Is brewing wheat beer (extract) any different?

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jigidyjim

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I think for my 5th beer I'll try a wheat beer... are all the steps/equipment/etc. going to be the same?

Thanks.
 

bottle-o-jeff

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Just don't make the mistake I made. I did a wheat beer for my second brew and went cheap and used dry yeast (coopers I think). Make sure you're using a Hefeweisen yeast. 3/4 of what makes a wheat beer a wheat beer is the yeast that you use. It's worth the few extra bucks.
 

Tenchiro

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Just don't make the mistake I made. I did a wheat beer for my second brew and went cheap and used dry yeast (coopers I think). Make sure you're using a Hefeweisen yeast. 3/4 of what makes a wheat beer a wheat beer is the yeast that you use. It's worth the few extra bucks.
WB-06 can make some tasty beer, I made one of my best Hefe's ever using it.
 

david_42

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Sometimes the krausen on a wit/wheat will not fall when the ferment is down.
 

fratermus

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I think for my 5th beer I'll try a wheat beer... are all the steps/equipment/etc. going to be the same?
* I would use a liquid weizen yeast of some kind
* use a blowoff tube
* use a blowoff tube
* use a blowoff tube

Wheat-based beers are infamous for massive airlock blowouts. You have been warned.
 

bottle-o-jeff

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WB-06 can make some tasty beer, I made one of my best Hefe's ever using it.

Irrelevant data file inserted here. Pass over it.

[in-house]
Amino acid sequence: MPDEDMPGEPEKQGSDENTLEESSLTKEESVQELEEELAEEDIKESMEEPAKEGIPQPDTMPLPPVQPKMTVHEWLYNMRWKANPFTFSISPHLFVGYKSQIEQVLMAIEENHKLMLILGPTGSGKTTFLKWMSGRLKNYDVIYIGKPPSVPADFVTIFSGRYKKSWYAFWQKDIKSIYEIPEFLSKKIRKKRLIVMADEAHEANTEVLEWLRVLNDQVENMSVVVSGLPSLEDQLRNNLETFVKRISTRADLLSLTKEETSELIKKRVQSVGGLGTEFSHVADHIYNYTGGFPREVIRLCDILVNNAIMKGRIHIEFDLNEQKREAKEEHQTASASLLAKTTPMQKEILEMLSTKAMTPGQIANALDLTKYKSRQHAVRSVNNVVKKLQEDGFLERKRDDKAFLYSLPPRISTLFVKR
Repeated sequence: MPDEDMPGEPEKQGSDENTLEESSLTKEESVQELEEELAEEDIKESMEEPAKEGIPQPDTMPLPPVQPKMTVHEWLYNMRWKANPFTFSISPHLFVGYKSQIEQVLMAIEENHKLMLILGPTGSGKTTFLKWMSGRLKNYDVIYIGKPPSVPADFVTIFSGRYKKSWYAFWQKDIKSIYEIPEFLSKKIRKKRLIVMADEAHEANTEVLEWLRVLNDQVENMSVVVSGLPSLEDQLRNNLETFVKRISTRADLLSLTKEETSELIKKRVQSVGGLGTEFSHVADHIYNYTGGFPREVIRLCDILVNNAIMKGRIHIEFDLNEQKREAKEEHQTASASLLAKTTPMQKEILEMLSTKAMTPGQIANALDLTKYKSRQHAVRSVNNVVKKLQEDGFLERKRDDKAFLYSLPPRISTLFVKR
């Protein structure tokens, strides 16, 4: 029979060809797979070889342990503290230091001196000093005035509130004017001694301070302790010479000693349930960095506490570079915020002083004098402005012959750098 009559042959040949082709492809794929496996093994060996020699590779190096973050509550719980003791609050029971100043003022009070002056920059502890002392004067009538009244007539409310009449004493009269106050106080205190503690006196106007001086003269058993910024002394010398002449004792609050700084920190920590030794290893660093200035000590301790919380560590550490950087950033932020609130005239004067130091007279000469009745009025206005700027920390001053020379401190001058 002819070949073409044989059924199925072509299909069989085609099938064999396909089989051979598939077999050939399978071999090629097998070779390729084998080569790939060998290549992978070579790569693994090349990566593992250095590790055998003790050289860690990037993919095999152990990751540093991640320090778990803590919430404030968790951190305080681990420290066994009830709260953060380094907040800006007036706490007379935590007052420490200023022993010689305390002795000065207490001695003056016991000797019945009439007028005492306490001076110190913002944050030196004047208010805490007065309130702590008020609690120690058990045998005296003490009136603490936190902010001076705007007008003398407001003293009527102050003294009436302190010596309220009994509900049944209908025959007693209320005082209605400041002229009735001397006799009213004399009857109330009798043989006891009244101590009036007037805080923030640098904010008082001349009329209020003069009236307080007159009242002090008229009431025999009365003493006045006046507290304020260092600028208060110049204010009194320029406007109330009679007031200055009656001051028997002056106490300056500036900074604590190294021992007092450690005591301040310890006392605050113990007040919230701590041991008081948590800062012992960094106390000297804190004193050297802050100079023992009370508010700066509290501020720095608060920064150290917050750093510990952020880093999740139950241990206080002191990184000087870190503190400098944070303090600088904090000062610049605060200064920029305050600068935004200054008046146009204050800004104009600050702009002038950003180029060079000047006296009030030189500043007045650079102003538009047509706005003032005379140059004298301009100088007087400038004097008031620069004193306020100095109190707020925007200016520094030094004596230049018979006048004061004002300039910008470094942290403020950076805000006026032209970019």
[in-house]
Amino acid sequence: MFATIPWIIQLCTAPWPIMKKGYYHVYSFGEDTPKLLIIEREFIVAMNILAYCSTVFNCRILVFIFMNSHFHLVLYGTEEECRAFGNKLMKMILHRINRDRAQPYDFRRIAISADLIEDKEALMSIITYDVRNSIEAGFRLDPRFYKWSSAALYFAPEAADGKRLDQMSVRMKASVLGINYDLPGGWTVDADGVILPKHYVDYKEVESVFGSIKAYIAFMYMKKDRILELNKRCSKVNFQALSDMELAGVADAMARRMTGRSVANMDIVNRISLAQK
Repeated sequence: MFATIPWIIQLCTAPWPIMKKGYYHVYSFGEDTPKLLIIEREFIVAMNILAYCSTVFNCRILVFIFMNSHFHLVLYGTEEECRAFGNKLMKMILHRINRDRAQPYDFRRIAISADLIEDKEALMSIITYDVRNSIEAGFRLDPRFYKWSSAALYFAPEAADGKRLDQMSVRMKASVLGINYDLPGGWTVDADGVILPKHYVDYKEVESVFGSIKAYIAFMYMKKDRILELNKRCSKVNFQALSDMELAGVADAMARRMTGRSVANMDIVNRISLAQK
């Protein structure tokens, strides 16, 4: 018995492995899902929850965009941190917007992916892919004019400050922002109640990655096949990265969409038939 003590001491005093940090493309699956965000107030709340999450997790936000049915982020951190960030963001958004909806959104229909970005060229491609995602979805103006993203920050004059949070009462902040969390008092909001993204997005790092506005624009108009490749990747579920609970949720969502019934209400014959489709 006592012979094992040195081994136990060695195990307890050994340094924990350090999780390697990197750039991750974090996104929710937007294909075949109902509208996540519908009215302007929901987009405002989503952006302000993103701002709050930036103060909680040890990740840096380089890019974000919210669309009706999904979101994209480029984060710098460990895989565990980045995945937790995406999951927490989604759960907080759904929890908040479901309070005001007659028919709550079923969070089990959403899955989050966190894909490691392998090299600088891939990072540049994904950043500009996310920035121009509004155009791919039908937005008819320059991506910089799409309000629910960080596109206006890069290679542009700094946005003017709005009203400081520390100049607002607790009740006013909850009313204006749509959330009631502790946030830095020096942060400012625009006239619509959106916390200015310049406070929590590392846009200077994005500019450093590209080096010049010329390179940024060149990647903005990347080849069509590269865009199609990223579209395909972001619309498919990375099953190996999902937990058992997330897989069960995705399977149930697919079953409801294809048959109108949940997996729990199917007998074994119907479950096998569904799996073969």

Maybe I misrepresented myself there. I used a non-hefe yeast because it came with the kit and I was being cheap. Make sure to use a Hefe yeast.

And I second the blowoff tube recommendation. The first dunkelweisen that I made blew the lid off of the ale pail. SWMBO was not pleased with the yeast and wort on the walls.
 

Pharmguy

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WB-06 is a dry speciality yeast for wheat beer fermentations. Produces subtle estery/phenol flavor typical of wheat beers. Never used it but I imagine it gets you in the ballpark if the liquid yeast isnt available. Whatever yeast you choose, follow the fermentation temp guidelines close! Too hot and you could get lots of bananna flavor that you may/may not enjoy.
 

SeamusMac

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I'm using a Hefeweizen yeast (Wyeast 3068) for a batch of hard apple cider right now and fermented at 17*C (62.5*F) to ensure I'm at the absolute low-end of the temperature range for the yeast. The minimum temperature for the yeast is 65*F, which is above the ambient room temperature I've been fermenting at. The reason being the activity of the yeast produces heat which I've measured at around 19*C/66*F at the height of fermentation.

The reason I mention this is because true Hefe yeasts have so much to offer that their treatment is worth a lot of consideration.
 
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jigidyjim

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And I second the blowoff tube recommendation. The first dunkelweisen that I made blew the lid off of the ale pail. SWMBO was not pleased with the yeast and wort on the walls.

What size bucket were you using? I have a 6.5 glass carboy... do people have explosions with that setup too?
 

Tenchiro

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Maybe I misrepresented myself there. I used a non-hefe yeast because it came with the kit and I was being cheap. Make sure to use a Hefe yeast.

And I second the blowoff tube recommendation. The first dunkelweisen that I made blew the lid off of the ale pail. SWMBO was not pleased with the yeast and wort on the walls.
I know what you mean there are a lot of WB-06 detractors out there. And even coopers dry yeast is a nice clean fermenter in the right beer. I made a few IPA's using it and they were nice. :mug:
 
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